Back when our first child was born, my then husband and I were very clear about the importance of creating traditions. We loved that we could start doing something, and it would become “the way it has always been” for our children. I have to admit I took this all pretty seriously when it came to decorating the Christmas Tree, but for the first few years of our marriage I was sort of flailing around. I hung the colored balls, I draped the silvery tinsel, I think (but I honestly can’t remember) that we might have had strings of colored lights on the tree. I was definitely trying to come up with my personal style, so to speak, of tree decor, but as those who have read past blogs realize, when it comes to fashion, and putting something together in a pleasing way, I kind of was born without that gene. Decorating when I was a child is something that only seems to have sort of happened, but maybe the fact that we had a fair number of Decembers in tropical places like Baghdad, Dar es Salamn, and Monrovia is one reason what went on the tree (to say nothing of if there was a tree at all) was not a HUGE ritual in the Bacon family.
If I am wrong about all this, and if my mom thinks I have just dissed her, I’M SORRY!
Anyway, back to the part where I was flailing, or should I say failing, at my decorating techniques. And then I had a tree epiphany. I saw my friend Kathy’s tree which was covered with ornaments she made, had tiny white lights all over it, and was beautiful. My epiphany basically consisted of announcing “THAT is what I want my tree to look like!” To my delight, Kathy gave me a box filled with homemade ornaments two weeks later.
There wasn’t just one little paper hat, there were six or seven, and see that little strawberry? Yes, she made that and gave me at least six. There were stuffed little plaid hearts, and ice skates with blades made from paper clips. She turned clothespins into stiff soldiers, and halved walnut shells into small cradles. Lace was somehow turned in circles and became small wreathes. I was on to something. I can’t have just ONE of something on the tree, I’ll have multiples! And so my tree began to take shape.
It may not be easy to see, but trust me when I say there are several straw: angels, wreathes, pine cones, stars, and baskets with little wooden apples. Hot diggity, tradition here I come.
Alice was born three years after Jack, and I began buying two special ornaments each year to add to the tree. The plan has always been to gift them to my children when they start decorating their own trees, but I kind of think that is not going to be all that easy to do.
Here’s what I mean.
I kind of think of her as Dolly Parton with wings.
And here is Jack’s from that winter.
You may notice the red glass beads under the wizard. I stole that idea from my friend Dorothy, and I have many (multiples again) strands of red beads.
Two different years this same artist was chosen to make the “ornament of the year” for the League of New Hampshire Craftsmen. Of course I have one of each on the tree for my children. Years ago I may also have left another one of the little angels on the desk of Mary Chapin Carpenter’s mother….who worked at the same school as my older sister….along with a card to her daughter….who is my soul mate even though she doesn’t know it…but this is a blog on stealing not stalking.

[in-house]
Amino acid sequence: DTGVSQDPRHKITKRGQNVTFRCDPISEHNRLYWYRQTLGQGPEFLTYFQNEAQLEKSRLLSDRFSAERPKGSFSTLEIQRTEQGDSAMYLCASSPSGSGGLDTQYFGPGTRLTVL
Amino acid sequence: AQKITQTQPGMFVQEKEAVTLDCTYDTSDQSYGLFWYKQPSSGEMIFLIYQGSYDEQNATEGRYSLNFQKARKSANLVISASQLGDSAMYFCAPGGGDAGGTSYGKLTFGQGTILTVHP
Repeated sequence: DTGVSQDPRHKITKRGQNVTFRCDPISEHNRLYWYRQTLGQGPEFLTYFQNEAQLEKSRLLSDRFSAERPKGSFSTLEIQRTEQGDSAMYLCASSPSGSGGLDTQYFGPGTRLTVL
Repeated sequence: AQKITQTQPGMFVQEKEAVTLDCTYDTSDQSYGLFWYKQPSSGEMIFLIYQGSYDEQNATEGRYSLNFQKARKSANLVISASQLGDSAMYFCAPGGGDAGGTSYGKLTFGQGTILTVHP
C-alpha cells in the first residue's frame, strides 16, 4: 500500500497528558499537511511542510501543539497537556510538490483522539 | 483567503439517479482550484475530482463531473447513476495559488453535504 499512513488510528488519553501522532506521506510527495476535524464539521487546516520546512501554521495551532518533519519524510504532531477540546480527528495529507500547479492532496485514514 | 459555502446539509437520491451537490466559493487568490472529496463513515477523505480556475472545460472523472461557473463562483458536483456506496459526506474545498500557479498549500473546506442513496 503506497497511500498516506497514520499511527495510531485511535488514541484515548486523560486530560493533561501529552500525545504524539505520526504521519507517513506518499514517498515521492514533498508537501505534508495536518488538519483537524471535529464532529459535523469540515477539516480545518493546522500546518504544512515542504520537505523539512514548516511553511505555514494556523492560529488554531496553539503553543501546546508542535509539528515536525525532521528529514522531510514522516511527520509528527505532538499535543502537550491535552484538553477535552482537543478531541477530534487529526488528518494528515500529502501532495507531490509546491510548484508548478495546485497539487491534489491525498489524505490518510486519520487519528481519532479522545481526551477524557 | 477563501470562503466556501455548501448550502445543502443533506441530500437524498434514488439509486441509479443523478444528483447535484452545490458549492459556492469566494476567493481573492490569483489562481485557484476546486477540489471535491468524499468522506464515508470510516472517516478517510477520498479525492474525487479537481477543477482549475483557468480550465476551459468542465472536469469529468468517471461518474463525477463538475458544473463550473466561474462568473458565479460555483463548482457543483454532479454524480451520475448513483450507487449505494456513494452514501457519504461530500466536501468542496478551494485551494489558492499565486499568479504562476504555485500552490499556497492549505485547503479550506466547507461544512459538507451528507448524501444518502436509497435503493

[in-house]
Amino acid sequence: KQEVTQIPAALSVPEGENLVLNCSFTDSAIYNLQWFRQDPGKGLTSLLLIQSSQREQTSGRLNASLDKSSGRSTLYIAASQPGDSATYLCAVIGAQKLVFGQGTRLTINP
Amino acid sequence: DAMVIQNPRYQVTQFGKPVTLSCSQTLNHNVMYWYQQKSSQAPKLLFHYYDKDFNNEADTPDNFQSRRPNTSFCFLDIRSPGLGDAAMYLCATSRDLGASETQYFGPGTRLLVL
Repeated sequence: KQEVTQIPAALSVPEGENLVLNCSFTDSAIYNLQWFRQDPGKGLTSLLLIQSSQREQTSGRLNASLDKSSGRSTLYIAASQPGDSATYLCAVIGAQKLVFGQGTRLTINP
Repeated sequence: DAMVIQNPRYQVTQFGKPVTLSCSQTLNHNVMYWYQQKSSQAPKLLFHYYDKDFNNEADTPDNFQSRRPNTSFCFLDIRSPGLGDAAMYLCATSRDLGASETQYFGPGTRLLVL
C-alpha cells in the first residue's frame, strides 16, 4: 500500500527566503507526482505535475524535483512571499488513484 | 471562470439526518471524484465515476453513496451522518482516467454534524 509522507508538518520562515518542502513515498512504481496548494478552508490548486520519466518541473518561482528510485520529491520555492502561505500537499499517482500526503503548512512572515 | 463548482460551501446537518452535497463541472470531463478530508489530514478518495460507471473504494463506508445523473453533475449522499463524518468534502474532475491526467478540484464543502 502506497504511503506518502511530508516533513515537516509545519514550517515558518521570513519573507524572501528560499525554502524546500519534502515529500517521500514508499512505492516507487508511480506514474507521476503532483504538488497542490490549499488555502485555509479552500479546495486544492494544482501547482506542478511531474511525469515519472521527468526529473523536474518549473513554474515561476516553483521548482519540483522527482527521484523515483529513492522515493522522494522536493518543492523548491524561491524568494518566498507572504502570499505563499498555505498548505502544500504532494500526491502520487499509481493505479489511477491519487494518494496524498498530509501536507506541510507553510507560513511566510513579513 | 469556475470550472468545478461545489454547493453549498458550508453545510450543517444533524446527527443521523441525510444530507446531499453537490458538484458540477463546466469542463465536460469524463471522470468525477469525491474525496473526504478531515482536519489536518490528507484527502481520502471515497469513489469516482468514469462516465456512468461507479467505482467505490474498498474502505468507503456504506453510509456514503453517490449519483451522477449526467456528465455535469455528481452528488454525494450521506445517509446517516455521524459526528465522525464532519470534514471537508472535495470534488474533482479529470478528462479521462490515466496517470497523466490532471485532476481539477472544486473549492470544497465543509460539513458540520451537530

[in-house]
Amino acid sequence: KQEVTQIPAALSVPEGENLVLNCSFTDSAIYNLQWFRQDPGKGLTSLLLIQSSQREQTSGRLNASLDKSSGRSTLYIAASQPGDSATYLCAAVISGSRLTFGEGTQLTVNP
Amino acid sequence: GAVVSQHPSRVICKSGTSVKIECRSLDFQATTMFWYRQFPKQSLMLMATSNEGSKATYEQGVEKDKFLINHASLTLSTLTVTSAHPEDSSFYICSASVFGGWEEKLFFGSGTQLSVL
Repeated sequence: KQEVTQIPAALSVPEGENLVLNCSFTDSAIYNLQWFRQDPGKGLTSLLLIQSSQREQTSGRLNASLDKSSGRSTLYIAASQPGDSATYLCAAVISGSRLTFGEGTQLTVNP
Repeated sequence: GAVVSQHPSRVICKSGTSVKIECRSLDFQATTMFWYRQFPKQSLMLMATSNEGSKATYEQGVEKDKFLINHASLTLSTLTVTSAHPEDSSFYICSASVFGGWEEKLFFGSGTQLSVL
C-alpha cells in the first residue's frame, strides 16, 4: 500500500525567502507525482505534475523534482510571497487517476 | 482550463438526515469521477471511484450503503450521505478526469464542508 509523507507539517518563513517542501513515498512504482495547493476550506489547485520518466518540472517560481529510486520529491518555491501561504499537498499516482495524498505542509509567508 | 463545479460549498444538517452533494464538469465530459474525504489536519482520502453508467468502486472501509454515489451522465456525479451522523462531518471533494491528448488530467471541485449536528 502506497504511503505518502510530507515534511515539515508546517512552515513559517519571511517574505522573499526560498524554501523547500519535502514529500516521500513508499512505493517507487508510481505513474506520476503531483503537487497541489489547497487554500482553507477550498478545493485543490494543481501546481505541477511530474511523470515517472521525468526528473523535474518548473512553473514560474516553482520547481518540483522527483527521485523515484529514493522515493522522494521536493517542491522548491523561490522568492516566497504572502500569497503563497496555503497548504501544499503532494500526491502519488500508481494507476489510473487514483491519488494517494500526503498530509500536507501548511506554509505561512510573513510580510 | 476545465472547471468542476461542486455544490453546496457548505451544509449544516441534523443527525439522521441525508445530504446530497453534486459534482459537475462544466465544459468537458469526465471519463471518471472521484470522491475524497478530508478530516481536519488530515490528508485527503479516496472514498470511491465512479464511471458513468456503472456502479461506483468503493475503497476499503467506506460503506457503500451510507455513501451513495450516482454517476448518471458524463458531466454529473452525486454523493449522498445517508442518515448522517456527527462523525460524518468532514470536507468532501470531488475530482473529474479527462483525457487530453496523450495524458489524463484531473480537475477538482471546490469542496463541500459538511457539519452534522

My kids learned to ski, both alpine and nordic, but they gave their hearts to nordic racing, and at an annual festival over in Stowe, these were for sale. By the way, when I use the term “stealing”, let me hasten to assure you that I have not shoplifted all these ornaments. Just saying.
I confess right here and now that I have a thing about Swedish ornaments…..it’s something about the red and that they are made of wood. Perhaps that’s because while I don’t have a visual of my childhood trees, I DO remember the popping sound of the ornament that has just lost its little metal cap – which is still attached to the hook and somewhere on the tree – and has smashed into little sharp pieces on the floor. As a result, I have red wooden mittens attached to each other with string – just drape and done, red figures, red horses, red hearts, red wreathes….you get the idea.
This is one of the only glass ornaments I had on my tree for years.
My mom has a whole collection of little German angels playing instruments, and when we lived in Princeton, there was a store that sold them. I sort of had my eye on forming my own band, but I didn’t get very far before we moved.
I wouldn’t be a good mom if I hadn’t held on to the kindergarden flying tinfoil angels.
The star on the top of the tree? A sentimental and beloved angel that came home 26 years ago from daycare.
And then my beloved sister Suzy, decided something needed to be done about the level of cuteness on my tree.
She had ornaments in the shape of television sets, and hairdressers. She had fat glassy balls that looked like spaceships, purple wire twisted into funky shapes, pink flamingoes, and high heeled shoes. She went in for the whimsical, the large, the unmatched. She did her best to expand my tree. She gave my children funky icicle shaped ornaments made from blown glass and I carefully unwrap and hang them each year on the tree.
I’ve gone from stealing trees to treasuring memories, and that is why I am going next door in a few minutes. Earlier this afternoon I saw my next door neighbors bring home a tree. They were married in May so I think this might be their first tree to decorate together, and I am going to give them some ornaments to get started. In time they will find their own style, but if they want to look at my tree…the window shade is up in the living room and the lights are turned on.